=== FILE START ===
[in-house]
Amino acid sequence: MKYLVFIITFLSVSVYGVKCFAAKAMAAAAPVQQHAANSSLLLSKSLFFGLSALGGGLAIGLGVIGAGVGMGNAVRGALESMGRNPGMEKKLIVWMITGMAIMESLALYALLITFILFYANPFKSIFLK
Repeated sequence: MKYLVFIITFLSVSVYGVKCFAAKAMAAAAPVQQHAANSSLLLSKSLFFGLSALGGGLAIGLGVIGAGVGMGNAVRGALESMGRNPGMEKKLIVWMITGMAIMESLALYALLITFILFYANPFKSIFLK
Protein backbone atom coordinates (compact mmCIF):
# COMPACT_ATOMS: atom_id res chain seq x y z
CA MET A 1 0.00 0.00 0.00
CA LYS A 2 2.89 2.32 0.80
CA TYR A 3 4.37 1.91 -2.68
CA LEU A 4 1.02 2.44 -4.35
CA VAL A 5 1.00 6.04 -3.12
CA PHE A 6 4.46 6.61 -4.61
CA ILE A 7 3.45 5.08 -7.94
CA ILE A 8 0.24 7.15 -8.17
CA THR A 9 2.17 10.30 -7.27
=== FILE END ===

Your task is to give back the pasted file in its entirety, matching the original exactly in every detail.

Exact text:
[in-house]
Amino acid sequence: MKYLVFIITFLSVSVYGVKCFAAKAMAAAAPVQQHAANSSLLLSKSLFFGLSALGGGLAIGLGVIGAGVGMGNAVRGALESMGRNPGMEKKLIVWMITGMAIMESLALYALLITFILFYANPFKSIFLK
Repeated sequence: MKYLVFIITFLSVSVYGVKCFAAKAMAAAAPVQQHAANSSLLLSKSLFFGLSALGGGLAIGLGVIGAGVGMGNAVRGALESMGRNPGMEKKLIVWMITGMAIMESLALYALLITFILFYANPFKSIFLK
Protein backbone atom coordinates (compact mmCIF):
# COMPACT_ATOMS: atom_id res chain seq x y z
CA MET A 1 0.00 0.00 0.00
CA LYS A 2 2.89 2.32 0.80
CA TYR A 3 4.37 1.91 -2.68
CA LEU A 4 1.02 2.44 -4.35
CA VAL A 5 1.00 6.04 -3.12
CA PHE A 6 4.46 6.61 -4.61
CA ILE A 7 3.45 5.08 -7.94
CA ILE A 8 0.24 7.15 -8.17
CA THR A 9 2.17 10.30 -7.27